Bereavement and other resources within a school community. Click HERE & HERE
Prayer Spaces at Home. These prayer activities have been created for families to use at home. Click: HERE
Loss and Life for our Children and schools post pandemic: “When will they actually go back to school?” This is the cry from many parents, as we write and there is no answer. But that does not stop us thinking about what it will be like for each and every one of our children, at whatever age, stage or ability level on the day they walk through the classroom door. Click HERE
Love yourself Love your neighbour – a short video clip from the Connexional team worth looking at: HERE
A FREE phone service to hear prayers and news from the Methodist Church has been launched.
Listen to a prayer: 0808 281 2514
Listen to news: 0808 281 2478
Content is updated weekly on Thursday evening.
Is It Okay? A prayer Click: HERE for this short reflection written by Cathy Bird.
From the Church Of England – Daily Hope – call for free 0800 804 8044 for those without internet or feeling lonely or isolated. Click Here: HERE
Daily Hope, offers music, prayers and reflections as well as full worship services from the Church of England at the end of a telephone line. Callers will hear a special greeting from the Archbishop before being able to choose from a range of options, including hymns, prayers, reflections and advice on COVID-19.
A section called Hymn Line offers callers a small selection of hymns, updated daily. An option entitled ‘Hymns We Love’, provides a hymn and reflection and is based on an initiative by the Connections group
You may well have seen the latest phase of HM Government’s Stay Home, Save Lives Coronavirus campaign “Act like you’ve got it”, which has now launched across TV, radio, outdoor, social media and print.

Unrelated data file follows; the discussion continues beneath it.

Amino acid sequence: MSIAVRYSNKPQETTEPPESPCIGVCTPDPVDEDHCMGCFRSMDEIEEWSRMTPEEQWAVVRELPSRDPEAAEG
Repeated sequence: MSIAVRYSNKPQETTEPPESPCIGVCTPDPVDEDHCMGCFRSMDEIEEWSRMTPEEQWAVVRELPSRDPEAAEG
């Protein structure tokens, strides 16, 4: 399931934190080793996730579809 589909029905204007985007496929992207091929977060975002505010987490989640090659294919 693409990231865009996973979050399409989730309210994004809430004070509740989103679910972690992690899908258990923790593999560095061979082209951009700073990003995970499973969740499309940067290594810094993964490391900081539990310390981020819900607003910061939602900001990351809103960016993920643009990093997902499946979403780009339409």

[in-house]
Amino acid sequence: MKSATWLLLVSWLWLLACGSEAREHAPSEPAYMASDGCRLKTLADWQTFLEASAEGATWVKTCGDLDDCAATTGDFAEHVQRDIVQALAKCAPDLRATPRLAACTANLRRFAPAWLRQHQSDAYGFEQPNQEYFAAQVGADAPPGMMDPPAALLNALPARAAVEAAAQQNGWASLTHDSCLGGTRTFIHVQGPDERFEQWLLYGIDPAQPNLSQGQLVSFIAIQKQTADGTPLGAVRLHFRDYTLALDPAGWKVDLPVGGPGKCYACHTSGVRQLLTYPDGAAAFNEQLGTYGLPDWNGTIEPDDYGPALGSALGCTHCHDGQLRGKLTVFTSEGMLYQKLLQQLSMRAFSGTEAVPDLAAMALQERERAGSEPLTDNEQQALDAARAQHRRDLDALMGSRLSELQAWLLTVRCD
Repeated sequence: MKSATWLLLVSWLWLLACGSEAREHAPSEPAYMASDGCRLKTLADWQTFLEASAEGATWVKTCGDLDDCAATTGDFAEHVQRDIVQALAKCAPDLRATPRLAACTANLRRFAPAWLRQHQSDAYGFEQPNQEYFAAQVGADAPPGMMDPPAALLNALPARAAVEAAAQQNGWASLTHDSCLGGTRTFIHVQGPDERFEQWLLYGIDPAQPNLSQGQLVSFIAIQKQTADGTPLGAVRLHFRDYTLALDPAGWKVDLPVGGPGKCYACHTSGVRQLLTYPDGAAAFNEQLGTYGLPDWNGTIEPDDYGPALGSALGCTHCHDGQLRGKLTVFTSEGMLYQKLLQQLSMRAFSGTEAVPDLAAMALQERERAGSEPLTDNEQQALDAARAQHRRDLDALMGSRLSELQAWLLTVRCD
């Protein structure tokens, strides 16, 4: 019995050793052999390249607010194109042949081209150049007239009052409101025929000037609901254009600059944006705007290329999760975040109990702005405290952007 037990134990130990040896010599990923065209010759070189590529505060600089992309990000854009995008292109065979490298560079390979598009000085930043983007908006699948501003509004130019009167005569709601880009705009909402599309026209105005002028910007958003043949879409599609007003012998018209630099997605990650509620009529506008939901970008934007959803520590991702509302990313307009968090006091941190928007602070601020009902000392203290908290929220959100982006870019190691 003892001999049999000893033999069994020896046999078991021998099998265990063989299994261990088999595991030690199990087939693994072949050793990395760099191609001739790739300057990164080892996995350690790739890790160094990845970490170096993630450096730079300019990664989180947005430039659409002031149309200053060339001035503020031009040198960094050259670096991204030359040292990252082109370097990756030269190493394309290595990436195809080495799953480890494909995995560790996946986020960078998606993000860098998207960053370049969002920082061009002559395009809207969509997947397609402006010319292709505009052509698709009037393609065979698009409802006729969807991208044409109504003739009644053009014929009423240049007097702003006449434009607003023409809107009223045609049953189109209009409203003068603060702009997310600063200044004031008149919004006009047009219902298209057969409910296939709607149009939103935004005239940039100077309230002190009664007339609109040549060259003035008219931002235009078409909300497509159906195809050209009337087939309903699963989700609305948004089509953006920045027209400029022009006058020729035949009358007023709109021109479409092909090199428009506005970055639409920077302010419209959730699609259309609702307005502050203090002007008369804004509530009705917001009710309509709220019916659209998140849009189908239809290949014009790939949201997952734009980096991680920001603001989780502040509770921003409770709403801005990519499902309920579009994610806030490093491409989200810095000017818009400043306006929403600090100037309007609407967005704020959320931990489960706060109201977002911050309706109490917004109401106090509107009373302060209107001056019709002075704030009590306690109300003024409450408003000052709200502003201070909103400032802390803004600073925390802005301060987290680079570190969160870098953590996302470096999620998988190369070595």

The campaign, which communicates the Government’s advice on measures to manage the pandemic, is designed to drive an increased urgency and compliance around key behaviours and are particularly aimed at those who haven’t yet changed their habits. It can be used by a whole range of partners and organisations, including Local Resilience Fora.
There are now also Stay at Home resources specifically for The bank holiday, click:
Some helpful tips during COVID-19 (for on-line church and staying in community) Keeping in Touch guidelines
How can we protect our mental health?
Limit the news and be careful what you read
- Limit the amount of time you spend reading or watching things which aren’t making you feel better. Perhaps decide on a specific time to check in with the news
- There is a lot of misinformation swirling around – stay informed by sticking to trusted sources of information such as government and NHS websites
Have breaks from social media and mute things which are triggering
- Mute key words which might be triggering on Twitter and unfollow or mute accounts
- Mute WhatsApp groups and hide Facebook posts and feeds if you find them too overwhelming.
Wash your hands – but not excessively
- OCD Action has seen an increase in support requests from people whose fears have become focused on the coronavirus pandemic.
- For people with OCD and some types of anxiety, being constantly told to wash your hands can be especially difficult to hear.
Stay connected with people
- Increasing numbers will join those already in self-isolation so now might be a good time to make sure you have the right phone numbers and email addresses of the people you care about.
- “Agree regular check-in times and feel connected to the people around you,” says Weatherley.
- If you’re self-isolating, strike a balance between having a routine and making sure each day has some variety.
- It might end up actually feeling like quite a productive two weeks. You could work through your to-do list or read a book you’d been meaning to get to.
- With weeks and months of the coronavirus pandemic ahead, it is important to have down time. Mind recommends continuing to access nature and sunlight wherever possible. Do exercise, eat well and stay hydrated.
- AnxietyUK suggests practising the “Apple” technique to deal with anxiety and worries.
- Acknowledge: Notice and acknowledge the uncertainty as it comes to mind.
- Pause: Don’t react as you normally do. Don’t react at all. Pause and breathe.
- Pull back: Tell yourself this is just the worry talking, and this apparent need for certainty is not helpful and not necessary. It is only a thought or feeling. Don’t believe everything you think. Thoughts are not statements or facts.
- Let go: Let go of the thought or feeling. It will pass. You don’t have to respond to them. You might imagine them floating away in a bubble or cloud.